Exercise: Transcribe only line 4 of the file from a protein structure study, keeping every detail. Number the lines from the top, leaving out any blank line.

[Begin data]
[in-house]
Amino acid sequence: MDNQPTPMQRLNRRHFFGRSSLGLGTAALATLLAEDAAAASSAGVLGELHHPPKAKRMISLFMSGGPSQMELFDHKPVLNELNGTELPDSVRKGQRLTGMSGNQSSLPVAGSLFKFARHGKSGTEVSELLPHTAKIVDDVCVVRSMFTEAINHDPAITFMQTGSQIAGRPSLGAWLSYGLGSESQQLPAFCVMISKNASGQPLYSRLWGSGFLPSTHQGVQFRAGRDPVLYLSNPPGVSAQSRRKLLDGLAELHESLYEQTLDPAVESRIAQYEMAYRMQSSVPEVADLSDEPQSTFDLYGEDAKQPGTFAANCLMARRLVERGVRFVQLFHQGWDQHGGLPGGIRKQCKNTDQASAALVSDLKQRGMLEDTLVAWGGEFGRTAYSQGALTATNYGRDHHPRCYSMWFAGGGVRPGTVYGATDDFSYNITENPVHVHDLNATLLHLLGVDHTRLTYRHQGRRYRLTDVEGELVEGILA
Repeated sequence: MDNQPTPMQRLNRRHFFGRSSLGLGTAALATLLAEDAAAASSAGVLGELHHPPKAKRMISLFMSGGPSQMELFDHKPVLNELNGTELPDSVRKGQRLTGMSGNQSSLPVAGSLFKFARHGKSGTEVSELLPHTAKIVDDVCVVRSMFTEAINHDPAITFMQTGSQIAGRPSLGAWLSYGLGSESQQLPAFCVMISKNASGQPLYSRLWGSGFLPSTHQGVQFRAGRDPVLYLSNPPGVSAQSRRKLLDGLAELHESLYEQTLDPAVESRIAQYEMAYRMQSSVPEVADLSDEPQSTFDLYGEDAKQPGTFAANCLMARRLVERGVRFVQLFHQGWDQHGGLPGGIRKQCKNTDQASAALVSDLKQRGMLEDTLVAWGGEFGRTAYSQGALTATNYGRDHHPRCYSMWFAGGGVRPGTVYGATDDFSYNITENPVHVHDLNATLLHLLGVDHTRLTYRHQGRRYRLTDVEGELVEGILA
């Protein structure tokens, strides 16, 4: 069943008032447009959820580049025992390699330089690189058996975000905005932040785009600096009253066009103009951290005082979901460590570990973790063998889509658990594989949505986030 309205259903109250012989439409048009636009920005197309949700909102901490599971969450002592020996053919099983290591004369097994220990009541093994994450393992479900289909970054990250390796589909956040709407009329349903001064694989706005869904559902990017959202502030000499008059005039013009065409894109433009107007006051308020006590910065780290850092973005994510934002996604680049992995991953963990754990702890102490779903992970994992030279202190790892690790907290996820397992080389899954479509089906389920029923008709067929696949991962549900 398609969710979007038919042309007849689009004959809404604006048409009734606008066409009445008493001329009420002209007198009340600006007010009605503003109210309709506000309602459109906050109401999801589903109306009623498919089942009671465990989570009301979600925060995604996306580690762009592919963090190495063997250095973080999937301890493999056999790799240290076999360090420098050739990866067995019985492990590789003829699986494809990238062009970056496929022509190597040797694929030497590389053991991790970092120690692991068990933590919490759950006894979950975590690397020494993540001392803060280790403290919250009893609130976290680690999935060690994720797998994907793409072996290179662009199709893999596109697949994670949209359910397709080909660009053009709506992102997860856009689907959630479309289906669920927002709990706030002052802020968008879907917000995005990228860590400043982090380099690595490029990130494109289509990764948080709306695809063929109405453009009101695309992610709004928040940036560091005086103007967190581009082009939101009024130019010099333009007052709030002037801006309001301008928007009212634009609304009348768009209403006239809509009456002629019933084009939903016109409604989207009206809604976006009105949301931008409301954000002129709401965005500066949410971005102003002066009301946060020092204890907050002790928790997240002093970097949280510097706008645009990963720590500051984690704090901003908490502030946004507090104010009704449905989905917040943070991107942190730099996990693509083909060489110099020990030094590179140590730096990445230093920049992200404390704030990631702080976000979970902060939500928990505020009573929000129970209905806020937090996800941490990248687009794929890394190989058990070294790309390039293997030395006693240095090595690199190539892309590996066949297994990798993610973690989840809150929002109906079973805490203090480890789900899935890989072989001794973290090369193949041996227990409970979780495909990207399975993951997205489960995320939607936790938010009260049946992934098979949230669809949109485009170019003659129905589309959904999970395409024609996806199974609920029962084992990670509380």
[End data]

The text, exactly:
């Protein structure tokens, strides 16, 4: 069943008032447009959820580049025992390699330089690189058996975000905005932040785009600096009253066009103009951290005082979901460590570990973790063998889509658990594989949505986030 309205259903109250012989439409048009636009920005197309949700909102901490599971969450002592020996053919099983290591004369097994220990009541093994994450393992479900289909970054990250390796589909956040709407009329349903001064694989706005869904559902990017959202502030000499008059005039013009065409894109433009107007006051308020006590910065780290850092973005994510934002996604680049992995991953963990754990702890102490779903992970994992030279202190790892690790907290996820397992080389899954479509089906389920029923008709067929696949991962549900 398609969710979007038919042309007849689009004959809404604006048409009734606008066409009445008493001329009420002209007198009340600006007010009605503003109210309709506000309602459109906050109401999801589903109306009623498919089942009671465990989570009301979600925060995604996306580690762009592919963090190495063997250095973080999937301890493999056999790799240290076999360090420098050739990866067995019985492990590789003829699986494809990238062009970056496929022509190597040797694929030497590389053991991790970092120690692991068990933590919490759950006894979950975590690397020494993540001392803060280790403290919250009893609130976290680690999935060690994720797998994907793409072996290179662009199709893999596109697949994670949209359910397709080909660009053009709506992102997860856009689907959630479309289906669920927002709990706030002052802020968008879907917000995005990228860590400043982090380099690595490029990130494109289509990764948080709306695809063929109405453009009101695309992610709004928040940036560091005086103007967190581009082009939101009024130019010099333009007052709030002037801006309001301008928007009212634009609304009348768009209403006239809509009456002629019933084009939903016109409604989207009206809604976006009105949301931008409301954000002129709401965005500066949410971005102003002066009301946060020092204890907050002790928790997240002093970097949280510097706008645009990963720590500051984690704090901003908490502030946004507090104010009704449905989905917040943070991107942190730099996990693509083909060489110099020990030094590179140590730096990445230093920049992200404390704030990631702080976000979970902060939500928990505020009573929000129970209905806020937090996800941490990248687009794929890394190989058990070294790309390039293997030395006693240095090595690199190539892309590996066949297994990798993610973690989840809150929002109906079973805490203090480890789900899935890989072989001794973290090369193949041996227990409970979780495909990207399975993951997205489960995320939607936790938010009260049946992934098979949230669809949109485009170019003659129905589309959904999970395409024609996806199974609920029962084992990670509380």